There is the option of staying at El Questro Station, which has very nice accommodation. Read all about my experience at El Questro Gorge, Emma Gorge and Zebedee Springs and find links to the resort in this blog post.

More Australian Road Trip Inspiration

If you’re planning a road trip in Australia, check out some other adventures I’ve had on the road in all parts of the country.

Have I inspired you to drive the Gibb River Road? Have you attempted this or another outback drive? What were you favourite places to visit and the best memories from your trip?

Love it? Pin it! (Note: Image below is half sized. For a full sized image, click the Pin It button on my floating social media share menu.)

Planning a road trip on Australia's Gibb River Road? Here are 8 unmissable places to visit as you drive this iconic Australian outback road


  1. Lucas
    April 4, 2017 / 11:25 AM

    Great read! Brought back fond memories of travelling along the Gibb. Two places that didn’t quite make the list but were stand outs for me and are side trips off the main road.
    The epic 4wd adventure into Walcott inlet on the Munja track that starts at Mount Elizabeth station, deep in Kimberley wilderness! So much wildlife, hidden spots to explore and serious off-roading had me not wanting to come back to civilisation.
    The Mornington wildlife sanctuary was also worth a look if time permits, chance to spot some rare finches and other unique Kimberley animals. Massive gorges that you can kayak on have all by yourself and stunning views.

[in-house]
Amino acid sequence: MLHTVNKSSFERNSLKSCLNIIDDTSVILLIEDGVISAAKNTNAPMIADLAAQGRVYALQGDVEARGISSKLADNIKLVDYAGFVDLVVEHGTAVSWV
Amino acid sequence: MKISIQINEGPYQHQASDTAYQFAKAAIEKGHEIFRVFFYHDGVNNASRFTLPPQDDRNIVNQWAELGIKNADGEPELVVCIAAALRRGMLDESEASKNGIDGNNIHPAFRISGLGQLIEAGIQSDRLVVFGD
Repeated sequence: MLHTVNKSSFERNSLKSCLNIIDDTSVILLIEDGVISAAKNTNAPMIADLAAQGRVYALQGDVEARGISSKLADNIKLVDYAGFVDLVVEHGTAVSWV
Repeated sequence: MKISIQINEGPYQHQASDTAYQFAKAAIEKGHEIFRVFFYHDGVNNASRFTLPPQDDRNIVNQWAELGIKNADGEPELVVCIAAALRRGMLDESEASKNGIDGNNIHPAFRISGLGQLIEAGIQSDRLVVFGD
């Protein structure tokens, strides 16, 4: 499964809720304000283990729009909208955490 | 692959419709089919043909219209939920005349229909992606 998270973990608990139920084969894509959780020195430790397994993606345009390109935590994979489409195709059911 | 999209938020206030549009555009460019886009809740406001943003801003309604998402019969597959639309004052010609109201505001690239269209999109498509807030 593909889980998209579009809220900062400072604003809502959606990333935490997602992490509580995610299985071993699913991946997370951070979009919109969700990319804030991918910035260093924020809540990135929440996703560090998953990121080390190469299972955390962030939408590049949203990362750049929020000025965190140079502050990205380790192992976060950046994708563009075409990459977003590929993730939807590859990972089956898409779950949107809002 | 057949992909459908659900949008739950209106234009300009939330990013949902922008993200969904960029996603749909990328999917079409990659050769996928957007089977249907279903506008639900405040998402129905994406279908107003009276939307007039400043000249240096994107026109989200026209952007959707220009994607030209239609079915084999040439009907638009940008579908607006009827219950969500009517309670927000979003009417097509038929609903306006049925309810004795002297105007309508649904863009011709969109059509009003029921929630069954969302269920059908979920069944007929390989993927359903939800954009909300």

Makes me want to pack the Landrover head back out into one of the best parts of Australia!

    • April 5, 2017 / 2:24 PM

      These are great suggestions, thank you Lucas! Now I want to go back and do it all over again! There is so much to explore in this area that I don’t think you can see it all in one go. The perfect excuse to go back multiple times. It sounds like you had an amazing trip.

Leave a Reply

Your email address will not be published.

This site uses Akismet to reduce spam. Learn how your comment data is processed.


MeanderWithMeg is a participant in the Amazon Services LLC Associates Programme, an affiliate advertising programme designed to provide a means for sites to earn advertising fees by advertising and linking to amazon.co.uk.